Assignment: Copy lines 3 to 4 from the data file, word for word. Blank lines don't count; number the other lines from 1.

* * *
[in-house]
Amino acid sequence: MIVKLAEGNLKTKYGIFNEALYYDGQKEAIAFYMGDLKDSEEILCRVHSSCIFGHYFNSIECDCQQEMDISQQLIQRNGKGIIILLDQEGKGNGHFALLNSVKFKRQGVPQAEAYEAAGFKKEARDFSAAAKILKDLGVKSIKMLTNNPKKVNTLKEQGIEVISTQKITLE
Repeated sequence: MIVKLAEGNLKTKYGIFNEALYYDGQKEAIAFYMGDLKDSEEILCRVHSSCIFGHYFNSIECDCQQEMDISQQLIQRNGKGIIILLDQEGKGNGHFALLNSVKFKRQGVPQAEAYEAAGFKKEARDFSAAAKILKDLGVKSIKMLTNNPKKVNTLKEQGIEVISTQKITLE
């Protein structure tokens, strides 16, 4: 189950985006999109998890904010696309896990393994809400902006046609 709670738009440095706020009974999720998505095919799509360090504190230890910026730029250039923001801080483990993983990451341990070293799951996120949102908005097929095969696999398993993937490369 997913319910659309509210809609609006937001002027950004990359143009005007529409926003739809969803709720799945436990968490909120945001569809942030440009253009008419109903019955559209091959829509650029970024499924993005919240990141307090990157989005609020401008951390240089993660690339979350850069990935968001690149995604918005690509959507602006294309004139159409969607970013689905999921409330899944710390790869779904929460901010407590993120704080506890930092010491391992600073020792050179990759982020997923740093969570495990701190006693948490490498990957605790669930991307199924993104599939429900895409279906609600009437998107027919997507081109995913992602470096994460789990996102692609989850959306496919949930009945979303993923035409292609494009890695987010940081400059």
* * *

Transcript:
Repeated sequence: MIVKLAEGNLKTKYGIFNEALYYDGQKEAIAFYMGDLKDSEEILCRVHSSCIFGHYFNSIECDCQQEMDISQQLIQRNGKGIIILLDQEGKGNGHFALLNSVKFKRQGVPQAEAYEAAGFKKEARDFSAAAKILKDLGVKSIKMLTNNPKKVNTLKEQGIEVISTQKITLE
């Protein structure tokens, strides 16, 4: 189950985006999109998890904010696309896990393994809400902006046609 709670738009440095706020009974999720998505095919799509360090504190230890910026730029250039923001801080483990993983990451341990070293799951996120949102908005097929095969696999398993993937490369 997913319910659309509210809609609006937001002027950004990359143009005007529409926003739809969803709720799945436990968490909120945001569809942030440009253009008419109903019955559209091959829509650029970024499924993005919240990141307090990157989005609020401008951390240089993660690339979350850069990935968001690149995604918005690509959507602006294309004139159409969607970013689905999921409330899944710390790869779904929460901010407590993120704080506890930092010491391992600073020792050179990759982020997923740093969570495990701190006693948490490498990957605790669930991307199924993104599939429900895409279906609600009437998107027919997507081109995913992602470096994460789990996102692609989850959306496919949930009945979303993923035409292609494009890695987010940081400059």